Ready for another armchair adventure? This travellers’ tale goes back 90 years to the era between the world wars, when the urge for international exploration led two young men to ride more than 100,000 miles aboard a flat-tank Harley and sidecar. Roger Slater has been reading of their exploits…
I have one bedroom in the house converted to a library. The library is full of travel adventures on motorcycle and small sail boats. Every time I spot a new book of this genre I have to get a copy. I’ve no idea of the total number of books in my collection which are solely about motor bike travel, but it has to be well north of 100.
Zoltán Sulkowsky’s story of a round the world motorcycle ride, which took place between 1928 and 1936, was a mild disappointment. The book was published in 1937 in Hungary, in the author’s native Hungarian language. The English edition was published in 2008. My first minor gripe is that the translation is in American English, not the real thing.
The author and his close friend Gyula Bartha were students in Paris when they decided to buy a Harley-Davidson and sidecar to take them completely round the world. Hence the trip started in Paris and finished in Budapest after a massive 170,000 kilometres.
Sulkowsky does a wonderful job of describing the people in each country they visit. He is a most intelligent individual who is able to describe and comment on the world as they found it in that turbulent and depressed time period. Fluent in several languages, the pair managed very well to fund the trip by writing articles, giving talks and interviews wherever they may be.
There is no doubt that it was a most hazardous and difficult trip. No reliable maps and, in many places, no roads! Even if there was a so-called road, it could well be deep sand or bottomless mud that called for struggling a few feet at a time with the planks that they carried for that very purpose.
The travellers’ most interesting observations concerned the English rulers in the vast British Empire, who were a completely different breed to the ordinary English in England. Sulkowsky and Bartha considered the overseas English to be generally pompous and over-bearing. As with so many writers over the years, they found that local people the world over were most pleasant, generous and helpful. Even isolated villagers living in African jungle squalor would invariably share their meagre food with total strangers.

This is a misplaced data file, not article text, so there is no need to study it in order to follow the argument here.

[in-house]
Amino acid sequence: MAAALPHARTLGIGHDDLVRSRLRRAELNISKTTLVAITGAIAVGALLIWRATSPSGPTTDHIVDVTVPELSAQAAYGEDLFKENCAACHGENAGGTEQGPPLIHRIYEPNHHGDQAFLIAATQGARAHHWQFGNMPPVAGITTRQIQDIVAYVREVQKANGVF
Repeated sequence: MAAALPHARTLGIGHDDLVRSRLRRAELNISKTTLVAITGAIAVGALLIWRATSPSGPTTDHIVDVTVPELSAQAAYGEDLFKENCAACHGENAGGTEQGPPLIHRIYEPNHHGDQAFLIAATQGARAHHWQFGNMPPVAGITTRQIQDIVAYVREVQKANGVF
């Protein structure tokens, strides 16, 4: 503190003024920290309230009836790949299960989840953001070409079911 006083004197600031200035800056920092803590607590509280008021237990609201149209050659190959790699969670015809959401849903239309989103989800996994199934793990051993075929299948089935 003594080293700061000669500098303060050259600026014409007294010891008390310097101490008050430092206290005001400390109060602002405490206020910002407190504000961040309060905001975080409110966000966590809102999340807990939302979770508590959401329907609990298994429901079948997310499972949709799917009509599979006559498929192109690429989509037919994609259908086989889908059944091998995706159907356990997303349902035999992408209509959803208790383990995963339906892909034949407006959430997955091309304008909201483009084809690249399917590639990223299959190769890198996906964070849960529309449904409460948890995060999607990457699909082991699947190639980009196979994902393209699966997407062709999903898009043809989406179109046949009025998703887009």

I don’t know if it was the translator taking liberties by putting a bit of ‘colour’ to Sulkowsky’s narrative, but a few errors in chronology crept in to what was otherwise a most accurate dialog by the author. For instance, upon arrival in California in 1932 our two heroes saw all the sights as they visited the Golden Gate bridge and the summer Olympic games in Los Angeles. Strange because the GGB did not exist until 1937, while the Olympics were indeed in 1932. Likewise, the translator seems to have come up with many boring population and other assorted figures that are guesses at best.
Personally, the single biggest downer for me was our heroes’ penchant for shooting anything that moved just for fun. The photo of the tiger they killed in Sumatra I found most distasteful. Even condors in South America were ‘fun to shoot at’ (fortunately without result).
Overall? An interesting tale with the above personal reservations. Three out of five thumbs up.
RC Reviewer: Roger Slater
Around The World On A Motorcycle by Zoltán Sulkowsky is published by Whitehorse Press in paperback; available at Amazon for around £18
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